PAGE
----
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A pantropical analysis of fire impacts and post-fire recovery on tropical plant diversity and species composition
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  • Dharma Sapkota,
  • David Edwards,
  • Mike Massam,
  • Karl Evans
Dharma Sapkota
The University of Sheffield

Corresponding Author:dpsapkota1@sheffield.ac.uk

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David Edwards
The University of Sheffield
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Mike Massam
The University of Sheffield
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Karl Evans
Sheffield University
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Fire is increasingly driving loss and degradation of tropical habitats, but factors influencing biodiversity responses to fire are inadequately understood. We conduct a pan-tropical analysis of systematically collated data – 5257 observations of 1705 plant species (trees and shrubs, forbs, graminoids and climbers) in burnt and unburnt plots from 28 studies. We use model averaging of mixed effect models assessing how plant species richness and turnover (comparing burnt and unburnt communities) vary with time since fire, fire type, protected area status and biome type. More long-term studies are needed, but our analyses highlight three key findings. First, prescribed and non-prescribed burns have contrasting impacts on plant communities, the direction of which depends on focal life form and biome. Forb richness, for example, increases following non-prescribed (but not prescribed) burns in savannahs and flooded grasslands, but in moist broadleaved forest forb richness increases strongly following prescribed (but not non-prescribed) burns. Second, protected areas mitigate fire impacts on plant communities. Species richness of trees/shrubs increased (by ~50%) following fires in non-protected sites but tended to remain similar in protected sites. Similarly, ten years after a fire event graminoid community composition had recovered fully to resemble non-burnt communities in protected areas, but remained highly divergent in unprotected sites. Finally, this persistence in divergence of community composition following fire events occurs across a number of life forms. Composition of tree/shrub communities remained divergent from unburnt communities ten years after a fire, and composition of forb communities only returned to those of unburnt sites after ten years. Fire intervals are already less than ten years in some tropical locations, and future climate and land use change are predicted to further shorten these intervals. Plant communities across much of the tropics are thus likely to change substantially in response increased exposure to fire.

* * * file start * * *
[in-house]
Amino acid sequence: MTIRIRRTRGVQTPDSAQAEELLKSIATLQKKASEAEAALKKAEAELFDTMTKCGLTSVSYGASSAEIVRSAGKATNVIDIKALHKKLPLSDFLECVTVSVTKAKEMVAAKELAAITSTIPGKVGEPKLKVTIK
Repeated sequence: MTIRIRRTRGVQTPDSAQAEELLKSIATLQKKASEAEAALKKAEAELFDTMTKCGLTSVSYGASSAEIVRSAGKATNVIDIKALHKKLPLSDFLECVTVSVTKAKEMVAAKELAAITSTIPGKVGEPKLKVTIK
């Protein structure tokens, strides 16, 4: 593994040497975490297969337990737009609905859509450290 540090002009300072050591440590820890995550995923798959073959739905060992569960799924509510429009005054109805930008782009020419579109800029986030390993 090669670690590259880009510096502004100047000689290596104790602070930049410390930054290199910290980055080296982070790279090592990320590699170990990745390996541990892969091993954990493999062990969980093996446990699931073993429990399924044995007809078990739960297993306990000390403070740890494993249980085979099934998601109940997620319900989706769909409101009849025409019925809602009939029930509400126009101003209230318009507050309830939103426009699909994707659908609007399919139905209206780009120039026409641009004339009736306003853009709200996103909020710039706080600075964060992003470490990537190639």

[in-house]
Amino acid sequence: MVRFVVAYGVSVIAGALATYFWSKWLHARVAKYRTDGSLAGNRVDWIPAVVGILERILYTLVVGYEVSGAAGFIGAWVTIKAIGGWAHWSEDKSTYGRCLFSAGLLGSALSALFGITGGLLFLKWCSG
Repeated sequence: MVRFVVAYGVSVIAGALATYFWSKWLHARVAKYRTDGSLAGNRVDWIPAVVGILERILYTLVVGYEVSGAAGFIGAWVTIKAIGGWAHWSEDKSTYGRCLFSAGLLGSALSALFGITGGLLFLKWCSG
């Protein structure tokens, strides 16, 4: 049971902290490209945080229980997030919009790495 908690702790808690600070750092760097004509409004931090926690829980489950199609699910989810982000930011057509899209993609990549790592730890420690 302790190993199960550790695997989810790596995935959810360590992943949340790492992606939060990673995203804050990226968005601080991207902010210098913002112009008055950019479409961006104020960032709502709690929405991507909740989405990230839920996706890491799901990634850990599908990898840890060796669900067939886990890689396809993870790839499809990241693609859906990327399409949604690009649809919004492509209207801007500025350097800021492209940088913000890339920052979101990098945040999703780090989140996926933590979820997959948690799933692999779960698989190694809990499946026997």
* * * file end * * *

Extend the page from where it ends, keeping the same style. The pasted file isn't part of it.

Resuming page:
21 Jul 2023Submitted to Ecology and Evolution
21 Jul 2023Assigned to Editor
21 Jul 2023Submission Checks Completed
24 Jul 2023Reviewer(s) Assigned